Kaboo, born in Côte d'Ivoire (Ivory Coast) in 1872, was the son of a chief. His life as a prince was unhappy. In those days when a tribe fought and lost a battle, the losing chief had to give his oldest son as a hostage to the winning tribe. This was to make sure that the losers would pay the required amount of ransom to the winners.

When Kaboo was very young, his father lost a war, and Kaboo became a hostage. Soon his father could pay, and the tribe returned Kaboo. Later when it happened again, the tribe kept Kaboo for several years before his father could pay enough. They treated Kaboo so badly that he never would speak to anyone about what happened.

When Kaboo was about 15, he became a hostage once more. Twice his father came to the victorious chief with all the ivory, rubber, and kola nuts he could find. But the chief claimed it was not enough and would not release Kaboo. Instead, day after day, he had him beaten with a thorny poison vine.

At last, since it was impossible for his father to pay any more, they planned to kill the young prince. They decided to bury him up to his neck in the sand, and then lure the driver ants to come and eat him.

Just when they were ready to begin his torture, a light flashed about Kaboo, blinding his tormentors. A voice called to him, "Flee!" Kaboo escaped and ran through the forest. After weeks in danger from wild animals and snakes and hostile tribes, he found his way out of the forest. He had come to Monrovia, Liberia, a safe place where some of his own Kru tribe were living.

At Monrovia, Kaboo first heard about the God of the Bible. The Christians there told him of Paul's conversion and how God's light flashed around him and how God spoke to him. (See Acts 9:1-22.) Kaboo knew it was this same God who had rescued him. He gladly gave himself to God. When he was baptized, he received the name Samuel Morris.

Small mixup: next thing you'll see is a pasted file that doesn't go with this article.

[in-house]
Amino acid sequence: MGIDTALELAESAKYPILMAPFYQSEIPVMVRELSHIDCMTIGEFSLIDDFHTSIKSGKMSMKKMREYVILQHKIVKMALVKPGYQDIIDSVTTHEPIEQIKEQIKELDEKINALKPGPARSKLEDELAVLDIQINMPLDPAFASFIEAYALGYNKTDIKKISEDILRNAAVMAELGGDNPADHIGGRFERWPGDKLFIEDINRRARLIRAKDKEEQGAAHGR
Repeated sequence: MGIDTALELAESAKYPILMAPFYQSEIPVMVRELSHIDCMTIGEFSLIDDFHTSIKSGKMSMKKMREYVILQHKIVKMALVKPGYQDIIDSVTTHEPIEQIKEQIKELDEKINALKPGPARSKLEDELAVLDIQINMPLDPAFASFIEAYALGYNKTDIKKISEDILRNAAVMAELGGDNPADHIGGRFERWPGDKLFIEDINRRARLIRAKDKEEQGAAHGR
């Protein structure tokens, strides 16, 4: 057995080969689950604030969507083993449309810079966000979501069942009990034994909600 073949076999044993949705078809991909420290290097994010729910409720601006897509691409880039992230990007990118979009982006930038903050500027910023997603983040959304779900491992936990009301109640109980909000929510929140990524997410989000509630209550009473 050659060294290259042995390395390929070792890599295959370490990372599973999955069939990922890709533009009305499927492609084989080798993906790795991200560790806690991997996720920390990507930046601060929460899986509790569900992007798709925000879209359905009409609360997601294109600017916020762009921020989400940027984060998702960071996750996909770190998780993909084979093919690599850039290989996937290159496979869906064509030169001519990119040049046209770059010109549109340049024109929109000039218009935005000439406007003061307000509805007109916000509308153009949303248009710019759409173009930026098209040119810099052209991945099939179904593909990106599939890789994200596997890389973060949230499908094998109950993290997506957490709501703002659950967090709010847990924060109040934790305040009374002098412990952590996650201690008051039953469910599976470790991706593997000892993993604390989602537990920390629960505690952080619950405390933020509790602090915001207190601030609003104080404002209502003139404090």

Sammy learned all he could about God from the missionaries he knew, but it wasn't enough to satisfy him. Even though he had no money, he talked and prayed his way onto a ship. It was sailing to America where he could learn more about the Holy Spirit.

The ship stopped first at some African ports, but had many troubles and delays for repairs. When it was finally on its way across the Atlantic Ocean, the captain gave his crew extra liquor to celebrate. The celebrations ended in a big fight.

One man, a big brute from Malay in the Pacific Ocean, thought he had been insulted by some of the others. He seized his knife and rushed at then to kill them. Sammy stepped in front of him and said quietly, "Don't kill. Don't kill."

Sammy didn't know that this Malay hated all blacks. He had been boasting to the rest of the crew that he was going to kill Sammy as he had killed other Africans before. Sammy was the only black aboard.

As Sammy stood before the man, the Malay raised his weapon. His chance had come to carry out his boast! Sammy steadily looked into the man's eyes, making no move to defend himself. Slowly, the Malay lowered his weapon and left the deck to return to his bunk.

Sometime later, the Malay became desperately ill and was dying. Sammy went to the man's bunk to pray for him. God healed the Malay--not only from his sickness, but in his mind and spirit. God changed his hatred to love for Sammy.

God used Sammy to minister among the crew of the ship, in the churches of America, and at Taylor University, the Christian college he attended. Sammy's body, weakened by many beatings and hardships, could not resist the cold winter weather. He died in 1893, after less than a year in America. He was only 20 years old.

Sammy Morris is still remembered at Taylor University. Many young people from there have gone to Africa as missionaries to carry out the work Sammy had been unable to do himself.

 

From: They loved their enemies by Marian Hostetler, pag. 40-42, 1988, Herald Press,  Scottdale, Pa, USA.

 

 

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